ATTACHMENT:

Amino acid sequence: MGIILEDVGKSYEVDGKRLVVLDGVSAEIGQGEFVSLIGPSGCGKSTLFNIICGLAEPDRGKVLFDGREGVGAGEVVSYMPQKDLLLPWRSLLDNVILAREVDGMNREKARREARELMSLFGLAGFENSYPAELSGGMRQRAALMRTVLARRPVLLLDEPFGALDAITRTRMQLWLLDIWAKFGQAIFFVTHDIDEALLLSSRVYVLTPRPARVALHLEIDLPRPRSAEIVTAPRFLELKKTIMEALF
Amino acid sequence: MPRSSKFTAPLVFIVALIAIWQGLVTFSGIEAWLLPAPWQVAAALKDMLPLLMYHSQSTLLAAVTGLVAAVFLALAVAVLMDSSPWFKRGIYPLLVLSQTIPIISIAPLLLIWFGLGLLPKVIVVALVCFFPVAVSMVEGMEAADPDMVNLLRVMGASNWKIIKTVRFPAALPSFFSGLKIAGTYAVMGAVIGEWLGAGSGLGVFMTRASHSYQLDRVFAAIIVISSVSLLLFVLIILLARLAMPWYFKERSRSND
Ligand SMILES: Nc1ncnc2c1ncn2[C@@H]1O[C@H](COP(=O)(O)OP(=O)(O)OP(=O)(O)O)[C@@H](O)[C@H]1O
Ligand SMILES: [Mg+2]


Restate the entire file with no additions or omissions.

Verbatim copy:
Amino acid sequence: MGIILEDVGKSYEVDGKRLVVLDGVSAEIGQGEFVSLIGPSGCGKSTLFNIICGLAEPDRGKVLFDGREGVGAGEVVSYMPQKDLLLPWRSLLDNVILAREVDGMNREKARREARELMSLFGLAGFENSYPAELSGGMRQRAALMRTVLARRPVLLLDEPFGALDAITRTRMQLWLLDIWAKFGQAIFFVTHDIDEALLLSSRVYVLTPRPARVALHLEIDLPRPRSAEIVTAPRFLELKKTIMEALF
Amino acid sequence: MPRSSKFTAPLVFIVALIAIWQGLVTFSGIEAWLLPAPWQVAAALKDMLPLLMYHSQSTLLAAVTGLVAAVFLALAVAVLMDSSPWFKRGIYPLLVLSQTIPIISIAPLLLIWFGLGLLPKVIVVALVCFFPVAVSMVEGMEAADPDMVNLLRVMGASNWKIIKTVRFPAALPSFFSGLKIAGTYAVMGAVIGEWLGAGSGLGVFMTRASHSYQLDRVFAAIIVISSVSLLLFVLIILLARLAMPWYFKERSRSND
Ligand SMILES: Nc1ncnc2c1ncn2[C@@H]1O[C@H](COP(=O)(O)OP(=O)(O)OP(=O)(O)O)[C@@H](O)[C@H]1O
Ligand SMILES: [Mg+2]